But many other professors, particularly outside the liberal arts fields, are much more supportive of athletics programs, "liking it the way it is" and supporting the commercial thrust, Sperber said.

Richard Southall, an assistant professor of health and sport sciences and associate director of the Drake Group, which promotes faculty involvement in athletics from a generally critical perspective, said he believes that most faculty members "are like a lot of other people -- they recognize that there's some sort of disconnect between big-time college sport and the educational enterprise, but they don't know what to do about it, and they're just like, well, I'm going to ignore it." He added: "There's an apathy that sets in, because they feel like governance is out of their hands."

R. Gerald Turner, president of Southern Methodist University and co-chair of the Knight Commission, said the survey "suggests that there's quite a bit of work ahead" if groups like his are going to succeed in their quest to get faculty members to pay more attention to the conduct of sports programs on their campuses. Turner said he thought the timing was good, though, for a renewed push, because the NCAA's own academic reform efforts are shifting from areas that are generally not the domain of faculty members -- academic requirements for athletes as they come out of high school and the standards for remaining athletically eligible -- to "making sure that the degrees they get are really worthy."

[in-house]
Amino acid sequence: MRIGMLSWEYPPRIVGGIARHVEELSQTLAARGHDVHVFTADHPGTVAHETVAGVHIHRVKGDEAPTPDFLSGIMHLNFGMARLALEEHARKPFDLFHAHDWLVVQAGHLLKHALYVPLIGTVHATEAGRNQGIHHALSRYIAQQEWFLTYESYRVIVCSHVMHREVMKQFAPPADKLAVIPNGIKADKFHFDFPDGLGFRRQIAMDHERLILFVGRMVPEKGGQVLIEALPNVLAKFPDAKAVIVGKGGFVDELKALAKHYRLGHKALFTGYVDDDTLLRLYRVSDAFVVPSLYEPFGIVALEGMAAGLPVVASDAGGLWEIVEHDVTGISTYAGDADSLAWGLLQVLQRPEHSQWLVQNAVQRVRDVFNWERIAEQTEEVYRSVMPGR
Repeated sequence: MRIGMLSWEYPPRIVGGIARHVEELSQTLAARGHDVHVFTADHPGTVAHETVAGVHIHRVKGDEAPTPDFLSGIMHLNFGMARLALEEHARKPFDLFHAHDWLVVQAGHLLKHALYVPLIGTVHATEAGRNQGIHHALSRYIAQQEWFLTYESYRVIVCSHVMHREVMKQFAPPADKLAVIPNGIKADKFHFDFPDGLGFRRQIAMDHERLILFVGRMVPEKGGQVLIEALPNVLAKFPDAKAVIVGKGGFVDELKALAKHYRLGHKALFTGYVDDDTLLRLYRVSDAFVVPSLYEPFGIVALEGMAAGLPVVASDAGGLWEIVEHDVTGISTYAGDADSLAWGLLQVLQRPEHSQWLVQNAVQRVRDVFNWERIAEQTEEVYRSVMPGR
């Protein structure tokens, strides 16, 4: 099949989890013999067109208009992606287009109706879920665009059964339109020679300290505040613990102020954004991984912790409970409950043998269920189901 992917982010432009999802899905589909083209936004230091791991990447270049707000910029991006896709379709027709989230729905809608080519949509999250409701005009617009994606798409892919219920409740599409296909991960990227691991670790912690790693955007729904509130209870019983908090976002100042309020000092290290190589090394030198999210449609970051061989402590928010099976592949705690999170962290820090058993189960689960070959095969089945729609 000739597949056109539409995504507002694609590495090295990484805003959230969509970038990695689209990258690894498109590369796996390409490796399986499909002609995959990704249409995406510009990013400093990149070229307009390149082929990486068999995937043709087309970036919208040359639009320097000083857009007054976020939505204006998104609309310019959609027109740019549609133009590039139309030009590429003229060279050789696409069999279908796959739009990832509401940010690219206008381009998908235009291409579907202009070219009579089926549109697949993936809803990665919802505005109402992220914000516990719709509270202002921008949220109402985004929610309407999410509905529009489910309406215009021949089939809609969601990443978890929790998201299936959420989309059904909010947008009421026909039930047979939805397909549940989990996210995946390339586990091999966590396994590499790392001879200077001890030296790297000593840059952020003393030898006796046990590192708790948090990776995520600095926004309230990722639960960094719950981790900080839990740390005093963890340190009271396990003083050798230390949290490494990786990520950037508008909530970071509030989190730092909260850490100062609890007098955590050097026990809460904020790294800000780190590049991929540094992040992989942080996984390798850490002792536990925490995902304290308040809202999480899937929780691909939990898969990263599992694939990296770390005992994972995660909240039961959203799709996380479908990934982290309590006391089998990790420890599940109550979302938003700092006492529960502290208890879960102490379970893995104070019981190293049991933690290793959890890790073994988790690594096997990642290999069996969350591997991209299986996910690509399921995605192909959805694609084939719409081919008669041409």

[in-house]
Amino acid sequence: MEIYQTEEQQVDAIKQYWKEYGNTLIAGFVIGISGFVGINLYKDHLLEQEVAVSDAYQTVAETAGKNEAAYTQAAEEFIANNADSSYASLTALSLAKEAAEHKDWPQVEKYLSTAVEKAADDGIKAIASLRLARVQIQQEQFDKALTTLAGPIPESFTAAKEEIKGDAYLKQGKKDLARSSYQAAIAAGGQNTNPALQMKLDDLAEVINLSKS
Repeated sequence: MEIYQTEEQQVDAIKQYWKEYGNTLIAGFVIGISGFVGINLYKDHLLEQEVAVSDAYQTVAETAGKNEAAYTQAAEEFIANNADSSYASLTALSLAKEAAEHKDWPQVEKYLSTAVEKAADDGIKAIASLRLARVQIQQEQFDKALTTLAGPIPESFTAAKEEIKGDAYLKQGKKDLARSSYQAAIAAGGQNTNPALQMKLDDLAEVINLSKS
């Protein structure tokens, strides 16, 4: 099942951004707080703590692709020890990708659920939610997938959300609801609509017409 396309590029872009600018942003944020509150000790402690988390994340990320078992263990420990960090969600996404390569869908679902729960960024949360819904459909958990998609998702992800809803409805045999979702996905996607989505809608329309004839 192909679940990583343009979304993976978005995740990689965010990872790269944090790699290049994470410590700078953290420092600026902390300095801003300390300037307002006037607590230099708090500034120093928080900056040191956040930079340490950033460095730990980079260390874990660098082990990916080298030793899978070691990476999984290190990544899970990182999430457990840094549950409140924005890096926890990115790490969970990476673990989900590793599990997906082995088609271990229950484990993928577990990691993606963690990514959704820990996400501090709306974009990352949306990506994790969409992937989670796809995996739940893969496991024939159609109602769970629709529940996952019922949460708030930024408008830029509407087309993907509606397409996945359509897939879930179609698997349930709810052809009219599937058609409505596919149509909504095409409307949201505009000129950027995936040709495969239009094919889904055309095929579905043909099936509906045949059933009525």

"The academic program is the purview of the faculty," and it's going to be up to them to help make sure that athletes on their campuses are getting meaningful degrees, Turner said.

Of course, the commission's survey suggests that there is a long way to go on that front, too. Nearly half of all respondents said they did not know whether "a faculty committee on my campus regularly monitors the educational soundness of student-athletes' programs of study."

On many campuses, Turner and Sperber noted, no faculty committee plays that role.